The public is invited to check out the showcase in person during Stuart’s First Friday Artwalk event, January 7, or to stop by the Gilt Complex at 608 S. Colorado Ave, Stuart at their convenience. The Gilt Complex has an extensive collection of fantastic frames, fine art, artisanal gifts, and much more, including a helpful and knowledgeable staff!

The contest is not a one-off event. Each year, the Gilt Complex staff selects four new artists to display in their showcase. Kate Wood, who has produced numerous public art projects throughout her career, says these displays are a great boon to the visibility of local artists.

“It’s wonderful that the Gilt Complex creates such a terrific, public-facing showcase,” said Kate Wood. “I’m thankful that Duncan, Pam, Katie, and Alex selected my work for display.”

Kate Wood’s Art Exhibited at Elliot Museum

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As part of the Elliot Museum‘s efforts to showcase the very best local talent, Alchemy Fine Arts owner Kate Wood has been selected as one of the painters to be featured in their latest art exhibit.

The opening for the Elliott Museum’s Portfolios – Eclectic Artists and Art will be held Thursday, October 15 from 5:30 to 7:00 p.m. All art lovers are invited to attend and the rest of the museum will also be open to visitors. The exhibit will be installed through January 4, 2021.

Art from local artists will be featured at the Elliot museum from Oct. 15, 2020 to Jan. 4, 2021. Seen in this collage is Kate Wood’s motorcycle oil-painting, entitled, “Classic.”

The exhibit highlights the artwork of artists from the Stuart area. Artwork will be in a variety of media, styles, techniques, and subjects.  Painting, sculpture, photography, glasswork and jewelry will be included, with approaches ranging from traditional, to contemporary, to the unexpected. 

In light of the ongoing COVID-19 pandemic, attendees are asked to wear a mask and practice social distancing during the event.

All art presented during this showcase will be for sale, with a portion of the proceeds benefitting the Elliott Museum. Complimentary refreshments will also be served, along with a cash beer and wine bar.

“Waiting, Lafayette Station” by Kate Wood is one of the original art works that will be on display at the Elliott Museum beginning October 15, 2020.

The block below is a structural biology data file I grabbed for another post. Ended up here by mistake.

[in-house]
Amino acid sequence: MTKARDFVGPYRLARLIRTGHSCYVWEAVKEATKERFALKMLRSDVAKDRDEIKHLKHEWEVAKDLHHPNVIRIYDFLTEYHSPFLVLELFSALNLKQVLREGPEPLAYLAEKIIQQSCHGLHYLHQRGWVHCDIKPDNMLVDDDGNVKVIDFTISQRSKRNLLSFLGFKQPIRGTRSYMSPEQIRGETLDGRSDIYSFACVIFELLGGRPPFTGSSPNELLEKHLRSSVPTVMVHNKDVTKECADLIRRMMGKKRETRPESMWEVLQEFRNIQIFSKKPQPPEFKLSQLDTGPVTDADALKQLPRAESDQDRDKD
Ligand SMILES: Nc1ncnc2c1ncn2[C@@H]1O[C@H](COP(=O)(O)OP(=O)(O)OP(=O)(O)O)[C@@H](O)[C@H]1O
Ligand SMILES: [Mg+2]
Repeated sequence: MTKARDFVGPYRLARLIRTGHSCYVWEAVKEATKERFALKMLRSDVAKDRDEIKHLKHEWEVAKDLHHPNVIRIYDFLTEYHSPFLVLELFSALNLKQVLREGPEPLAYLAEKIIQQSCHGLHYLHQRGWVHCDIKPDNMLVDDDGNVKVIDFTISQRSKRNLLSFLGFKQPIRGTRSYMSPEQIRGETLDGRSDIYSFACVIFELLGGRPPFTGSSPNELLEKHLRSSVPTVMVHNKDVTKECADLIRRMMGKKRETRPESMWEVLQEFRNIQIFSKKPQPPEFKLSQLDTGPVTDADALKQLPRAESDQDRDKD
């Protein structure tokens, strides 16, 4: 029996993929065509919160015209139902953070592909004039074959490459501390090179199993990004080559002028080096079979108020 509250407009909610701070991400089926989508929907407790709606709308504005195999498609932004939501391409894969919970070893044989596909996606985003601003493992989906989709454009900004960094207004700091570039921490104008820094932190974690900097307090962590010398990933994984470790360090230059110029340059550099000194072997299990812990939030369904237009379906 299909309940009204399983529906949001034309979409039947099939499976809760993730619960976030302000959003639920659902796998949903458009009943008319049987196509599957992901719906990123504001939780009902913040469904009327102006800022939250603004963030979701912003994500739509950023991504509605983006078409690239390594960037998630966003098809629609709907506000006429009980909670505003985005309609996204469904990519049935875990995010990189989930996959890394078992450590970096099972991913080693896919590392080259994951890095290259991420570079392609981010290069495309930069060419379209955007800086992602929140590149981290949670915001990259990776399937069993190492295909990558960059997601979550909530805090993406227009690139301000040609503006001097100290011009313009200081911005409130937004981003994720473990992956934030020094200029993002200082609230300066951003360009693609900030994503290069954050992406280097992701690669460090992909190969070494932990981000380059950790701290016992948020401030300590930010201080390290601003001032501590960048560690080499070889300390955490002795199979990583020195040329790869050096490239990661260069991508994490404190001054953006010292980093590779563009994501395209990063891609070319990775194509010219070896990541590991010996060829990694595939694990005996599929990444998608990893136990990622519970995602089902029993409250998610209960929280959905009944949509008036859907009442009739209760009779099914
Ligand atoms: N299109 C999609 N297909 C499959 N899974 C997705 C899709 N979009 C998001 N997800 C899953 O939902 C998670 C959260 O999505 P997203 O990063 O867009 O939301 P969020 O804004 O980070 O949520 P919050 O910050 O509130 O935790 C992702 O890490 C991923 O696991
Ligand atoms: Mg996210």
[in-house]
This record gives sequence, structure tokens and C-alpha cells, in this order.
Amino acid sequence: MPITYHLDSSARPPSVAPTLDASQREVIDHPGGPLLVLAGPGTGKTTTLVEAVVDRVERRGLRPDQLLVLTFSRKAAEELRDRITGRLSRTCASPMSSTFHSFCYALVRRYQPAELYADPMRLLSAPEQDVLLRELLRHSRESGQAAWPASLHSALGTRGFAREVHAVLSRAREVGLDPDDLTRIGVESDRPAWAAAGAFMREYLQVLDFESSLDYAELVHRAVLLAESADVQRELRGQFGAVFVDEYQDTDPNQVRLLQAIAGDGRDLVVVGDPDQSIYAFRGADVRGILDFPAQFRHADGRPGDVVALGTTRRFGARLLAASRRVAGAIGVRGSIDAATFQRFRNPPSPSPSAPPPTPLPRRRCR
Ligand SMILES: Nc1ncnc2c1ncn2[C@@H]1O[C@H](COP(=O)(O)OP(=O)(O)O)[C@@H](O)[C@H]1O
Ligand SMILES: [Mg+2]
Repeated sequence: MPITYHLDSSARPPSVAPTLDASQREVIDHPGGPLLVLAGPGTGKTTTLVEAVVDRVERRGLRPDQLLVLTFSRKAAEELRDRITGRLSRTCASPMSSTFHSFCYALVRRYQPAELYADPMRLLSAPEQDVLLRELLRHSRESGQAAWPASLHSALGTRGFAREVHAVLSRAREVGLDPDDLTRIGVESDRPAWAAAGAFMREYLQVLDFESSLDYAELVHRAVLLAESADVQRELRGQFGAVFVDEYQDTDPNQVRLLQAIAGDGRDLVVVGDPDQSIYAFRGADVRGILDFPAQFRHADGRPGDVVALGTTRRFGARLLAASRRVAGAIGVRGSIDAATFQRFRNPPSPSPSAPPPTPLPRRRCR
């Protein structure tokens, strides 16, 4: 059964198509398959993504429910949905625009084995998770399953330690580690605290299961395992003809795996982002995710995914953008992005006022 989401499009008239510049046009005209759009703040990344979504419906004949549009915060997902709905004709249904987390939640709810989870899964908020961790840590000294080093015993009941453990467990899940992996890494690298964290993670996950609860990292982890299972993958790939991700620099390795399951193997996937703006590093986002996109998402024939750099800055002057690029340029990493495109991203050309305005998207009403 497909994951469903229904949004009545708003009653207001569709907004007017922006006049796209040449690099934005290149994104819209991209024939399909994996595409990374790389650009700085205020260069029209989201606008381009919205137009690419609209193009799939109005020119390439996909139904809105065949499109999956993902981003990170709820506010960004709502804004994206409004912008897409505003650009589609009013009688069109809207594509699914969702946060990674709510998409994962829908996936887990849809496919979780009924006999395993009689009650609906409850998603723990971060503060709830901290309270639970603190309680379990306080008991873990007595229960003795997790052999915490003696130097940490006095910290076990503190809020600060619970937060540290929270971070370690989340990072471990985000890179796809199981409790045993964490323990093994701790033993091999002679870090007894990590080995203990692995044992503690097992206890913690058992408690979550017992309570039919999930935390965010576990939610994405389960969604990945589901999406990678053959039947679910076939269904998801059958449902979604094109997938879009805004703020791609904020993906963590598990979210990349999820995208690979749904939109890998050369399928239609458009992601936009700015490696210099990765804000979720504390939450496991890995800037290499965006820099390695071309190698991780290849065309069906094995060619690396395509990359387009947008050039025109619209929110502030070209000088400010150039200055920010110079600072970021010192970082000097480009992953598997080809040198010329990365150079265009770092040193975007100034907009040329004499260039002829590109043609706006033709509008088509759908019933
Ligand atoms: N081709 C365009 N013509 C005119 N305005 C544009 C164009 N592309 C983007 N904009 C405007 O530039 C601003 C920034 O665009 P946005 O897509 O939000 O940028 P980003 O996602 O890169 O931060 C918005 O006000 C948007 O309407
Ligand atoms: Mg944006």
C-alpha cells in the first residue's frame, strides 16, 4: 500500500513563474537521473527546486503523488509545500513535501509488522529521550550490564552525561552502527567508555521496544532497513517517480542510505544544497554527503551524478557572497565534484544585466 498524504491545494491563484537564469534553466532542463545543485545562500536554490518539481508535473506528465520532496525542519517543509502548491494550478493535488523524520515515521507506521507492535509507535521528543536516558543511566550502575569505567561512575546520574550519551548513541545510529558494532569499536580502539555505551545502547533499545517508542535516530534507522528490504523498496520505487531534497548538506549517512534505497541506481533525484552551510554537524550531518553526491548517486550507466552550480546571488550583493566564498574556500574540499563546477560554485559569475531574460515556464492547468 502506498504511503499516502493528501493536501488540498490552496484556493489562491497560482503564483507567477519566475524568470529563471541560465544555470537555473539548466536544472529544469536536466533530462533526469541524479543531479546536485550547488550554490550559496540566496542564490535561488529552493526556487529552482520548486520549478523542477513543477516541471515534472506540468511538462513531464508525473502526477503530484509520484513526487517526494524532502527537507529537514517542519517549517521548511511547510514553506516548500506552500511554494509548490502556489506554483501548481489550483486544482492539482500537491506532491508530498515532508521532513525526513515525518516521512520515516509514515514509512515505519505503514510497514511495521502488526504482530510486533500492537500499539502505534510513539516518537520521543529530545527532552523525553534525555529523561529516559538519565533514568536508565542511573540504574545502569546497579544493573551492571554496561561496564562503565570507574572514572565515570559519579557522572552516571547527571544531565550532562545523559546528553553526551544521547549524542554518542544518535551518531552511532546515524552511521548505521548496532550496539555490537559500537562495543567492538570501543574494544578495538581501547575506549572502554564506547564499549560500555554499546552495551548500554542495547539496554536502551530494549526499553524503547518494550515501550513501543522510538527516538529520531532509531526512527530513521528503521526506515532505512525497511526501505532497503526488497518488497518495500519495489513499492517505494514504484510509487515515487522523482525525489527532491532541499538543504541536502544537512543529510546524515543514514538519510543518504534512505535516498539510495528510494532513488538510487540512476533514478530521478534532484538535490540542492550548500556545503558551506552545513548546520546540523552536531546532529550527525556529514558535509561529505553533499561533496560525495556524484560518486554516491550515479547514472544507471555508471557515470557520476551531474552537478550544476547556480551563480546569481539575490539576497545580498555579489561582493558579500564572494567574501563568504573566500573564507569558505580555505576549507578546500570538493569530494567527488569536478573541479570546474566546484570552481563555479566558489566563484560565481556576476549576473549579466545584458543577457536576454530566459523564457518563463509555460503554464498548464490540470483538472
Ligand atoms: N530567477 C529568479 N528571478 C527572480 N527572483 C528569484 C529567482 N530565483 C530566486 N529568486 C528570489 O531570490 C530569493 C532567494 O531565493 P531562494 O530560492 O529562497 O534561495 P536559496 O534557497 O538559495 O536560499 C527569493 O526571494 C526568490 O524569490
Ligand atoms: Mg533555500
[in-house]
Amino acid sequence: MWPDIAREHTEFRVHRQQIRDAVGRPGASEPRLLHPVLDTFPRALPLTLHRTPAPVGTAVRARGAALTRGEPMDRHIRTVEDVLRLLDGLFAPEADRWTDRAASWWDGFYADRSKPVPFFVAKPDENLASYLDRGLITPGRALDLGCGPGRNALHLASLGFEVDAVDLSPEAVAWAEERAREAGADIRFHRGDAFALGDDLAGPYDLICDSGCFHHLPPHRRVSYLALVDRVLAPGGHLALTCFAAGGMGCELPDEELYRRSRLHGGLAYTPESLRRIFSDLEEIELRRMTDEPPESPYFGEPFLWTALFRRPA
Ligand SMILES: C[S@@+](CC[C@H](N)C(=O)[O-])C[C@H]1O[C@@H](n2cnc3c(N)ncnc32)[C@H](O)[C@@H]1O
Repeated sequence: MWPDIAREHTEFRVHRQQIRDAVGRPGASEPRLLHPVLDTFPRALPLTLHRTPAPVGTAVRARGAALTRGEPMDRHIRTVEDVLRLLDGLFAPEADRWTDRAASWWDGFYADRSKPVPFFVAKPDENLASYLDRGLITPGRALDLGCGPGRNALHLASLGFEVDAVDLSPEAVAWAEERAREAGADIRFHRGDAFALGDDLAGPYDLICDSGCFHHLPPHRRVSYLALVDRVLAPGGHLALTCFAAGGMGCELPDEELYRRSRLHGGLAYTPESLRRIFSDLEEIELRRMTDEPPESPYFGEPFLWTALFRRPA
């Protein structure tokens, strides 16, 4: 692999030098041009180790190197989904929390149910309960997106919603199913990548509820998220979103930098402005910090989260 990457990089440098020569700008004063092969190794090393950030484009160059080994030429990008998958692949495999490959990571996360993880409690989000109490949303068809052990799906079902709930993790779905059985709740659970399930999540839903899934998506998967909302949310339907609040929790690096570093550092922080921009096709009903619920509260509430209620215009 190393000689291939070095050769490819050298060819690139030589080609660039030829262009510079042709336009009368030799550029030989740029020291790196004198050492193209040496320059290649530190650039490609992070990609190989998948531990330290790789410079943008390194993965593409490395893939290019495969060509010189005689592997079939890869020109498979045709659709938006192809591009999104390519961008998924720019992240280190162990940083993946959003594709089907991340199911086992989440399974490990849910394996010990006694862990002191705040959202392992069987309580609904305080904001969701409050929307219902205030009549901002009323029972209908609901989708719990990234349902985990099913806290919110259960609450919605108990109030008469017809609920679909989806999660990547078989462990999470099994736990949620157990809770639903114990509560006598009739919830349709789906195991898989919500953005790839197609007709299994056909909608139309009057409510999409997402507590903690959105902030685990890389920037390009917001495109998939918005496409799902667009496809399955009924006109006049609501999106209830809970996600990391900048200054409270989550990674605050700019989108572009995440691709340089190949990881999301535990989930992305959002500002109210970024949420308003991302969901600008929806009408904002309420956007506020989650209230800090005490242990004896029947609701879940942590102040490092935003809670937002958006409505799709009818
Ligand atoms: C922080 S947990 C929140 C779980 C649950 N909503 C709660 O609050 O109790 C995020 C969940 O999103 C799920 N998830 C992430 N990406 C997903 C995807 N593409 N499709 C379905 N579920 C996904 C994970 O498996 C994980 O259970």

Artist Included in the Exhibit:

  1. Kate Wood
  2. Laura Kay Whiticar Darvill
  3. Dot Galfond
  4. Linda Geary
  5. Kevin Hutchinson
  6. Denise Justice
  7. Carol Kepp
  8. Livia Krof-Debonet
  9. Mia Lindberg
  10. Brent McAhren
  11. Sue Ann Mosley
  12. Kim Nolan
  13. Bruce Wells
  14. Dale Beam

The Elliott Museum offers a variety of collections, including vintage cars, baseball artifacts, artwork, Americana, rotating exhibits in the Changing Exhibitions Gallery, an art studio with classes, a theater, a tribute to local philanthropists Frances Langford and Ralph Evinrude, a Museum Store, a student art exhibit, and much more. Kate Wood has previously performed professional art conservation services for the Elliot Museum.

The new Elliott Museum opened in 2013. Aside from its permanent exhibits, the museum regularly hosts art shows like the one Kate Wood will participate in during October 2020.

The Historical Society of Martin County is the parent organization of the Elliott Museum and House of Refuge Museum. While the Elliott wows guests with its renowned car and baseball collections, the House of Refuge showcases what life was like in turn-of-the-century Florida. Both museums showcase a variety of exhibits, collections, and lectures of interest to those who live in and visit Florida’s Treasure Coast.

Marties Award Nomination

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Kate Wood, owner of Alchemy Fine Art Restorers, has been nominated for a Marties award via the Martin County Arts Council in the category of Adult Visual Artist.

“Over the years, the Marties have recognized many talented artists, generous patrons, and devoted leaders in our community. I consider this award nomination a true honor,” said Ms. Wood.

Kate Wood is a photo-realist artist working in multiple mediums. Her art has been exhibited in galleries since the 1990s, with shows all over the US, including Denver, West Palm Beach, Eugene, Tampa and New Orleans. Kate also teaches oil painting at Alizarin Crimson Studio in Stuart, FL. A sampling of her latest paintings can be viewed here. Kate is active in the arts community, having participated in grant writing for restoration projects, conserving public art, community open house events, and educational outreach.


In addition to the 2016 Marties nominees in the arts categories, several notable persons will received named awards at this year’s event, including a Lifetime Achievement Award for John Whitney Payson, an Excellence in the Arts Award for Lynne Barletta, and a Philanthropy in the Arts Award for Community Foundation for Palm Beach and Martin Counties. Sharon Ferina, Carol Kepp and Nancy Steinberg will be recognized for Arts Leadership and a Corporate Leadership Award goes to Electrical Connections. Special Recognition will also be given to the Hobe Sound Mural Project as led by Nadia Utto.

Persons honored with award nominations in performing arts categories will entertain attendees. Art from the visual nominees will be displayed at the event. A full list of award nominations is available at the Martin County Arts Council Facebook page.